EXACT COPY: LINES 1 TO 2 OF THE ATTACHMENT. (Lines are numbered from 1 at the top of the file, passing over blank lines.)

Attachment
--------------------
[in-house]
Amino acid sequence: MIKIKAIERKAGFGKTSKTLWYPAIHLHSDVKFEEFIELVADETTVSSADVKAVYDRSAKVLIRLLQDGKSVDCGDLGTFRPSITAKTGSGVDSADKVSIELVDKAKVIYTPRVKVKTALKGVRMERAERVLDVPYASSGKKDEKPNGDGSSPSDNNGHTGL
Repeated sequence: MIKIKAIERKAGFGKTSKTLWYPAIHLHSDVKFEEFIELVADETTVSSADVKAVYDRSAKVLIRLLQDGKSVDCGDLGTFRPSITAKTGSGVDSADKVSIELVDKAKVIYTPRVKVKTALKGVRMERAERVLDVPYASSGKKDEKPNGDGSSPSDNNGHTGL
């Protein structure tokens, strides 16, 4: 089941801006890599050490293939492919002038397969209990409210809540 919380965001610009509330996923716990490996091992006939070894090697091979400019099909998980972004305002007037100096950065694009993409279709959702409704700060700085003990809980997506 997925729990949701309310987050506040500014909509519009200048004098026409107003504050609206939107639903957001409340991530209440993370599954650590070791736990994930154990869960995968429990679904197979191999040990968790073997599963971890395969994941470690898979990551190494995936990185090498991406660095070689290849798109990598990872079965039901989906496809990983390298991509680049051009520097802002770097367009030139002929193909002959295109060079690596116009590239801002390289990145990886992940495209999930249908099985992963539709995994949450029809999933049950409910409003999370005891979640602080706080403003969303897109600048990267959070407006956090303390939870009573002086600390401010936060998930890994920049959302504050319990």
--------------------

[in-house]
Amino acid sequence: MIKIKAIERKAGFGKTSKTLWYPAIHLHSDVKFEEFIELVADETTVSSADVKAVYDRSAKVLIRLLQDGKSVDCGDLGTFRPSITAKTGSGVDSADKVSIELVDKAKVIYTPRVKVKTALKGVRMERAERVLDVPYASSGKKDEKPNGDGSSPSDNNGHTGL